Steven Littlehale, EVP and Chief Clinical Officer PointRight Inc.
You encounter predictive analytics daily — when you apply for life insurance, receive unique credit card offers, or view pop-up web ads. Movie recommendations from your online provider and loyalty cards that generate special coupons are other examples.
But do they actually change your behavior? When you hear that your local weather report predicts a 50% chance of rain, do you bring your umbrella?
Typically, predictive analytics are provided from an external source. But with all analytics, predictive or descriptive, you must ensure they are creditable before changing your behavior or making decisions in the workplace and in life. Let's go back to the weather example.
What precisely is being predicted and how is it being measured? There is a difference between using state of the art Doppler radar versus the Farmer's Almanac. The predictive model will be different if you are tracking a storm or forecasting rain. In either case, the model should be valid, reliable and updated. Ask to review studies supporting the model to see its effectiveness.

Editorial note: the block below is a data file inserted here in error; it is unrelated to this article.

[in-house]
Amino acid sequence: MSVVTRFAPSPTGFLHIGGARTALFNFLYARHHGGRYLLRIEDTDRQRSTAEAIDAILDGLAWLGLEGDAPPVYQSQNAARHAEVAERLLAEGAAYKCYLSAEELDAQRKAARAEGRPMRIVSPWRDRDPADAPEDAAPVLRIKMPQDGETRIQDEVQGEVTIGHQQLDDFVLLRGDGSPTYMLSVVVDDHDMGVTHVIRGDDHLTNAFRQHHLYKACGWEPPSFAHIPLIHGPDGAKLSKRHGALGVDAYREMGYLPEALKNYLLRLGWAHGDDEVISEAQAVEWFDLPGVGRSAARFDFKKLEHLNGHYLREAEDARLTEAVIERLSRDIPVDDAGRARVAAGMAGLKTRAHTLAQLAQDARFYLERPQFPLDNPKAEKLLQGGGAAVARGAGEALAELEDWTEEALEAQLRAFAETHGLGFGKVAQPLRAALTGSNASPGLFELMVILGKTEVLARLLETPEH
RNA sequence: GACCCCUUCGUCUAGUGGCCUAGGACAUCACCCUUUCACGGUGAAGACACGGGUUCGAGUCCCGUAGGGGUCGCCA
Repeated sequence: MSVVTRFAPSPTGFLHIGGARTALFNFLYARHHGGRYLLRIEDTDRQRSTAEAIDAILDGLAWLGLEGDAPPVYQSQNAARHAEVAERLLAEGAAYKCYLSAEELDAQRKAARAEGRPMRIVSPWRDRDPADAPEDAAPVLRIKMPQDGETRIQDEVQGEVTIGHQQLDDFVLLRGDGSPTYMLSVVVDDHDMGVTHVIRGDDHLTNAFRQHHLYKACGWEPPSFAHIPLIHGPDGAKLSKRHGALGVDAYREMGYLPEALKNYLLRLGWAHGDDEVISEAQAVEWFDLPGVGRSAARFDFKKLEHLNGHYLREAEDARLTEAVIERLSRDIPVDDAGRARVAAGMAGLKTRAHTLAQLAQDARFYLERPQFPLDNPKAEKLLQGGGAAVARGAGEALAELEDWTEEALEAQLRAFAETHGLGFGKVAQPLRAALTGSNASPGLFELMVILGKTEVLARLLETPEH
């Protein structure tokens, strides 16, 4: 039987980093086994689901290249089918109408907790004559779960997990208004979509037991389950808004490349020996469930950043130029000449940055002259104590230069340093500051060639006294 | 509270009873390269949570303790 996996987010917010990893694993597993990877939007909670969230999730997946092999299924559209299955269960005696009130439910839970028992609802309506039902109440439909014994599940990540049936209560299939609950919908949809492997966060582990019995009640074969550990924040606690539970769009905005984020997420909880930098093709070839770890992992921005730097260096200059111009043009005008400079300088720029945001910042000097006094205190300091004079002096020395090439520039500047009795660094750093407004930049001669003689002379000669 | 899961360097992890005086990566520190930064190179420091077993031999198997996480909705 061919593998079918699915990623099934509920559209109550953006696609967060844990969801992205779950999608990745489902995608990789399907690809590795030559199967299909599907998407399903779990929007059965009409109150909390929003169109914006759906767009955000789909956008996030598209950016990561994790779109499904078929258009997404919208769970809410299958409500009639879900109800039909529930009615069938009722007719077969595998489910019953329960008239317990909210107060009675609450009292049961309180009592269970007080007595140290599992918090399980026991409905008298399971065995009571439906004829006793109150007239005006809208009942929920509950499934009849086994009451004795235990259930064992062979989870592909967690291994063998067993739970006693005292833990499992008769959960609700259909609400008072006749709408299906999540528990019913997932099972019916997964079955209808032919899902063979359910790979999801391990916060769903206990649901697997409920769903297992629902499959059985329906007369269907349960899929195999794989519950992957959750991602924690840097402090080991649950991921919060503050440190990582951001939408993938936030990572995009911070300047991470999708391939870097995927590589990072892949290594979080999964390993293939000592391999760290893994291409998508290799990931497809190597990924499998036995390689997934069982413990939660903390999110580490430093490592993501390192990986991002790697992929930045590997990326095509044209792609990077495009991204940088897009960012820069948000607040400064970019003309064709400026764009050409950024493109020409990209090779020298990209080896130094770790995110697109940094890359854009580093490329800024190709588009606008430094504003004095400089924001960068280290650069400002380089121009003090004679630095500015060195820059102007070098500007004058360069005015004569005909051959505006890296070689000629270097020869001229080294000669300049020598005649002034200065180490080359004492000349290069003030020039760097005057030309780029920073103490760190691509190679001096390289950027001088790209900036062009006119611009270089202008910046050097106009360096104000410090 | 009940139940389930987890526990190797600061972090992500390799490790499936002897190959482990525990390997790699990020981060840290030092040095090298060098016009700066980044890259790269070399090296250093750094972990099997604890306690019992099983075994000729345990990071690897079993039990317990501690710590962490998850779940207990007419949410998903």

Why was the particular modeling technique selected? Was it to predict the weather representative of your geographic area? If you live near a large body of water or next to a mountain, your weather report should account for those variables. There are dozens of ways to model and predict outcomes, but they are not “all created equally” or appropriate for every circumstance.
Is their metric endorsed by a nationally recognized body? Ensuring that nationally accepted standards are used means confidence that weather reports are reliable and valid. Third-party evaluation is essential.
Who is doing the math? If your weather team does not have the knowledge or credentials to understand what they are analyzing, they will not be able to provide valid information that will provide answers to your weather questions. Ask about on-staff statisticians and qualified researchers.
The moral of the story? Analyze your analytics!